ORA Expands Captive-Bred Damselfish Diversity
06 Mar, 2020
Damselfish are truly a staple of the marine aquarium hobby. They often wind up as a somewhat underappreciated “beginner’s fish,” relegated to being the first piscine additions to a new aquarium. They may carry reputations for aggression, which are often well-deserved. Still, there are many worthwhile damselfishes that aren’t terrors in a saltwater aquarium. It is these species which Florida-based Oceans, Reefs & Aquariums (ORA) aims to produce in their never-ending quest for a 100-percent captive-propagated reef tank.
ORA’s 2020 Global Pet Expo display featured many noteworthy additions to their offerings of captive-bred fish, which we’ll cover in several installments. On the damselfish front, ORA displayed well-established offerings of the Azure Damselfish (Chrysiptera hemicyanea) and Talbot’s Damselfish (Chrysiptera talboti). On the larger end, the ORA Lemon Damsels (Pomacentrus moluccensis) were a couple of inches in size and vividly colored. Anyone who has bred solid yellow fishes understands the challenge of getting their coloration “just right” without turning muddy, orange, or dusky; these damsels were striking.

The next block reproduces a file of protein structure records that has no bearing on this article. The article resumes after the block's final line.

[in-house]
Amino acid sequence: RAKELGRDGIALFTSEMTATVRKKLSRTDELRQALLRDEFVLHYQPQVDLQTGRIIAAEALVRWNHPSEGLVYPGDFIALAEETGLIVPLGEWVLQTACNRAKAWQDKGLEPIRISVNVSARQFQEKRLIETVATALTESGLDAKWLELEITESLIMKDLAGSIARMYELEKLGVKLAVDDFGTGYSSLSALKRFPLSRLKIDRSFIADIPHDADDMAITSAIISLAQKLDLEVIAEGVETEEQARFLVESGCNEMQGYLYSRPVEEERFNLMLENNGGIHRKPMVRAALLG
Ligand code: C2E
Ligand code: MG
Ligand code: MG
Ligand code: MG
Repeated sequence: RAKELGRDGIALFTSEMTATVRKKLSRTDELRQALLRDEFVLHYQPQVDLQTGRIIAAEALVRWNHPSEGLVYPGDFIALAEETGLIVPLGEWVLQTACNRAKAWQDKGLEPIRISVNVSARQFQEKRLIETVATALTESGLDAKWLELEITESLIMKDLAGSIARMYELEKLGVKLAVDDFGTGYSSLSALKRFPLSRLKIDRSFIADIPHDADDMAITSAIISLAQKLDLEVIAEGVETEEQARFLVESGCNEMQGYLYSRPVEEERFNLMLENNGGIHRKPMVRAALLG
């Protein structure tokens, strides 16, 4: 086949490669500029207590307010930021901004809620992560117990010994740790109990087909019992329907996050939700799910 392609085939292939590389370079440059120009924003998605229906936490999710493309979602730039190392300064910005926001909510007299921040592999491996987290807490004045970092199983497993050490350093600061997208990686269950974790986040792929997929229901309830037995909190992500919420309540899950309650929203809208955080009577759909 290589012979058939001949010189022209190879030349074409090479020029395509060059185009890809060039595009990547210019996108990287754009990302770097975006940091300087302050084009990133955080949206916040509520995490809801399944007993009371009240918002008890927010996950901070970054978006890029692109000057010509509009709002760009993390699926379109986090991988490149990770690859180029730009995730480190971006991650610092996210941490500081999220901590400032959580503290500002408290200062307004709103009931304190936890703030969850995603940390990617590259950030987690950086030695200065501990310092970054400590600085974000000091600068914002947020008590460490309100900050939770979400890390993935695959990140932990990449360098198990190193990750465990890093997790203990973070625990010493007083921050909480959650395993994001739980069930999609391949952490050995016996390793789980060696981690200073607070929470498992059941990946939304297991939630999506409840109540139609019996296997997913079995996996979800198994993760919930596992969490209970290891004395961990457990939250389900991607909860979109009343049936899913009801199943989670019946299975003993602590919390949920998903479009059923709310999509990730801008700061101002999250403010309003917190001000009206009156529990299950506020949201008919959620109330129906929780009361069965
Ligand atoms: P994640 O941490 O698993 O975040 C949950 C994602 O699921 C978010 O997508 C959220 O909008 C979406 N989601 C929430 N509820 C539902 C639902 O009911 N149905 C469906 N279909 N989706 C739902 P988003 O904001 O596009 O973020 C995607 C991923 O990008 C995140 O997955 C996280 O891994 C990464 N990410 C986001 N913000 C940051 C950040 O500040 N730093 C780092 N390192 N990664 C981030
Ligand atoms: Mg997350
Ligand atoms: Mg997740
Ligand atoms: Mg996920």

But if you spent a little time talking to the ORA staff, you would discover that there was something new, somewhat hidden among the many captive-bred damsels on display. It only took a minute for Adam Heinrich, ORA Production Manager, to pull me aside and proudly show me the newest species to enter cultivation at ORA, the Pink Smith or Smith’s Damselfish, Pomacentrus smithi. Because it was mixed into the display with the similar-looking Talbot’s Damsels, one could have easily overlooked these lavender-colored beauties, which are truly comparable in appearance except for the notably lacking dorsal ocelli. It’s worth noting that per the ongoing tally of captive-bred marine fishes, this release represents a captive-breeding first for the species.
Says an excited Heinrich, “We do have them producing at a commercial level, 500 to settlement per month per pair. They grow twice as fast as Chrysiptera.”
With such positive results, one can presume that Pink Smiths will become one of the more readily available captive-bred damselfishes in the near future.
Over time, the Pink Smith Damselfish may slightly fade in coloration, but with a maximum size under 3″ and a pleasing, mildly aggressive disposition, this species certainly deserves consideration if you are in the market for a damsel (or group of damsels).